Consequences and Causes of Metamorphism

What Is a Metamorphic Rock? 

If someone were to put a rock on a table in front of you, how would you know that it is metamorphic? First, metamorphic rocks can possess metamorphic minerals, new minerals that grow in place within the solid rock only under metamorphic temperatures and pressures. In fact, metamorphism can produce a group of minerals that together make up what geologists call a “metamorphic mineral assemblage.” And second, metamorphic rocks can have metamorphic texture defined by distinctive arrangements of mineral grains not found in other rock types. Commonly, the texture results in metamorphic foliation, due to the parallel alignment of platy minerals (such as mica) and/ or the presence of alternating light-coloured and dark-coloured layers. When metamorphic minerals and/or textures develop, a metamorphic rock becomes as different from its protolith as a butterfly is from a caterpillar. For example, metamorphism of red shale can yield a metamorphic rock consisting of aligned mica flakes and brilliant garnet crystals (a in figure above), and metamorphism of a limestone composed of cemented-together fossil fragments can yield a metamorphic rock consisting of large interlocking crystals of calcite (b in figure above). The process of forming metamorphic minerals and textures takes place very slowly it may take thousands to millions of years and it involves several processes, which sometimes occur alone and sometimes together. The most common processes are: 
  • Recrystallization, which changes the shape and size of grains without changing the identity of the mineral making up the grains (a in figure above).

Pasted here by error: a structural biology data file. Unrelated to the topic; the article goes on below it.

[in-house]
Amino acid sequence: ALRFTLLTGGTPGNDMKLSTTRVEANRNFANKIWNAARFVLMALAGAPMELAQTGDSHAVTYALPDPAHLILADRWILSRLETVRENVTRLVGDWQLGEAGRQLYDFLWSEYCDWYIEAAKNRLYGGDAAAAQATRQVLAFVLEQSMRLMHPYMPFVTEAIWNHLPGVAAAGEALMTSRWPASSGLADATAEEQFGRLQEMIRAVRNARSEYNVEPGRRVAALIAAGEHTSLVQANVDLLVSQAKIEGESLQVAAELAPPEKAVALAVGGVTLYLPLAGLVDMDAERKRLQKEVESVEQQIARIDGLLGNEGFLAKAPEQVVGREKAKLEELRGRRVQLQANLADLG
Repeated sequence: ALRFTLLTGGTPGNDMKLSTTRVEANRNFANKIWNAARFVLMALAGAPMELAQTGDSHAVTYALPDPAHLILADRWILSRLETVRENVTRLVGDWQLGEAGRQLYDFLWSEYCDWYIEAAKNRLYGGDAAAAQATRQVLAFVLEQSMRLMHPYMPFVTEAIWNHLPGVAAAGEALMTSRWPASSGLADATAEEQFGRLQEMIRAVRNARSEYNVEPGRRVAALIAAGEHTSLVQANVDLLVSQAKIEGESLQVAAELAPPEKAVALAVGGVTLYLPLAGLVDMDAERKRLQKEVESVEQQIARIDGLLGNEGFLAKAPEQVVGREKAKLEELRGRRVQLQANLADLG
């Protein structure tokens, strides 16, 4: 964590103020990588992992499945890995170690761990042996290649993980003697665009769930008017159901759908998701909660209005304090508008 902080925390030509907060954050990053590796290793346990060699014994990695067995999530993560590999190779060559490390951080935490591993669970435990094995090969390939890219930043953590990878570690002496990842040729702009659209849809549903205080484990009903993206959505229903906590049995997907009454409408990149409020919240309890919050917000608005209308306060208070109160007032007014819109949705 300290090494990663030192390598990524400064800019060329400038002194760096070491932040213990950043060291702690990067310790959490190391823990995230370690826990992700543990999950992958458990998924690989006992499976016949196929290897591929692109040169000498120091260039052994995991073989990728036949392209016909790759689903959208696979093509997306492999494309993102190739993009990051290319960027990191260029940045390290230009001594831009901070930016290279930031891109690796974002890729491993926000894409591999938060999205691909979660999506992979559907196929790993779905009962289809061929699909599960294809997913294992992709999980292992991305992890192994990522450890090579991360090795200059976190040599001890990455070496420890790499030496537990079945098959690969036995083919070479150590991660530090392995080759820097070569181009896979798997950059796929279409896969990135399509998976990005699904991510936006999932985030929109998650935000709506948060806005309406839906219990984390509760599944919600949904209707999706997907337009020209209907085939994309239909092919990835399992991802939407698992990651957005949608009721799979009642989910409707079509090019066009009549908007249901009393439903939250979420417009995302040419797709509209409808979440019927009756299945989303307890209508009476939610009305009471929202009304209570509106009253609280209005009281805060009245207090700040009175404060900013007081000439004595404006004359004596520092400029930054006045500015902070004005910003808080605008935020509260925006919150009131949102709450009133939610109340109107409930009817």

• Phase change, which transforms one mineral into another mineral with the same composition but a different crystal structure. On an atomic scale, phase change involves the rearrangement of atoms. 
  • Metamorphic reaction, or neocrystallization (from the Greek neos, for new), which results in growth of new mineral crystals that differ from those of the protolith (b in figure above). During neocrystallization, chemical reactions digest minerals of the protolith to produce new minerals of the metamorphic rock. 
  • Pressure solution, which happens when a wet rock is squeezed more strongly in one direction than in others. Mineral grains dissolve where their surfaces are pressed against other grains, producing ions that migrate through the water to precipitate elsewhere (c in figure above). 
  • Plastic deformation, which happens when a rock is squeezed or sheared at elevated temperatures and pressures. Under these conditions, grains behave like soft plastic and change shape without breaking (d in figure above). 

Caterpillars undergo metamorphosis because of hormonal changes in their bodies. Rocks undergo metamorphism when they are subjected to heat, pressure, compression and shear, and/or very hot water. Let’s now consider the details of how these agents of metamorphism operate.

Metamorphism Due to Heating 

When you heat cake batter, the batter transforms into a new material cake. Similarly, when you heat a rock, its ingredients transform into a new material metamorphic rock. Why? Think about what happens to atoms in a mineral grain as the grain warms. Heat causes the atoms to vibrate rapidly, stretching and bending chemical bonds that lock atoms to their neighbours. If bonds stretch too far and break, atoms detach from their original neighbours, move slightly, and form new bonds with other atoms. Repetition of this process leads to rearrangement of atoms within grains, or to migration of atoms into and out of grains, a process called solid-state diffusion. As a consequence, recrystallization and/or neo-crystallization take place, enabling a metamorphic mineral  assemblage to grow in solid rock. Metamorphism takes place at temperatures between those at which diagenesis occurs and those that cause melting. Roughly speaking, this means that most metamorphic rocks you find in outcrops on continents formed at temperatures of between 250C and 850C.

Metamorphism Due to Pressure